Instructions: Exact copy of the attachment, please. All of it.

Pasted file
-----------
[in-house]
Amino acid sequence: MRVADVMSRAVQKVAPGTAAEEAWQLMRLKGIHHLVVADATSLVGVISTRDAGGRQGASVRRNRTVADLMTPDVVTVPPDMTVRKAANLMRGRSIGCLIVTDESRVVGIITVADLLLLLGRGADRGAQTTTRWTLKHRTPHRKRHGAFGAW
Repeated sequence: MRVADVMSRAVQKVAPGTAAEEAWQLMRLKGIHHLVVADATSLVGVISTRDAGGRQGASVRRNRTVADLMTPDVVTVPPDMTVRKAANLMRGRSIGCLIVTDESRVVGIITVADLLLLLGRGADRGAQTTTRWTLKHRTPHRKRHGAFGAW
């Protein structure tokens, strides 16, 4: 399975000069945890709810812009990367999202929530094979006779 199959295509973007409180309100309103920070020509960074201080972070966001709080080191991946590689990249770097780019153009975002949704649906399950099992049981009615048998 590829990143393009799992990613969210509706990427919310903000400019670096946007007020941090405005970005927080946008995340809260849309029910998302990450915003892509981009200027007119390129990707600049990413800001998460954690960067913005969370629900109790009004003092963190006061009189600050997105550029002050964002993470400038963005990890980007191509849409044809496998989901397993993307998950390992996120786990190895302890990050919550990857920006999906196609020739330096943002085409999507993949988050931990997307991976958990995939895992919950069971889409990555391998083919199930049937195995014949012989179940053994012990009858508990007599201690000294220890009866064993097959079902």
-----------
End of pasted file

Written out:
[in-house]
Amino acid sequence: MRVADVMSRAVQKVAPGTAAEEAWQLMRLKGIHHLVVADATSLVGVISTRDAGGRQGASVRRNRTVADLMTPDVVTVPPDMTVRKAANLMRGRSIGCLIVTDESRVVGIITVADLLLLLGRGADRGAQTTTRWTLKHRTPHRKRHGAFGAW
Repeated sequence: MRVADVMSRAVQKVAPGTAAEEAWQLMRLKGIHHLVVADATSLVGVISTRDAGGRQGASVRRNRTVADLMTPDVVTVPPDMTVRKAANLMRGRSIGCLIVTDESRVVGIITVADLLLLLGRGADRGAQTTTRWTLKHRTPHRKRHGAFGAW
């Protein structure tokens, strides 16, 4: 399975000069945890709810812009990367999202929530094979006779 199959295509973007409180309100309103920070020509960074201080972070966001709080080191991946590689990249770097780019153009975002949704649906399950099992049981009615048998 590829990143393009799992990613969210509706990427919310903000400019670096946007007020941090405005970005927080946008995340809260849309029910998302990450915003892509981009200027007119390129990707600049990413800001998460954690960067913005969370629900109790009004003092963190006061009189600050997105550029002050964002993470400038963005990890980007191509849409044809496998989901397993993307998950390992996120786990190895302890990050919550990857920006999906196609020739330096943002085409999507993949988050931990997307991976958990995939895992919950069971889409990555391998083919199930049937195995014949012989179940053994012990009858508990007599201690000294220890009866064993097959079902």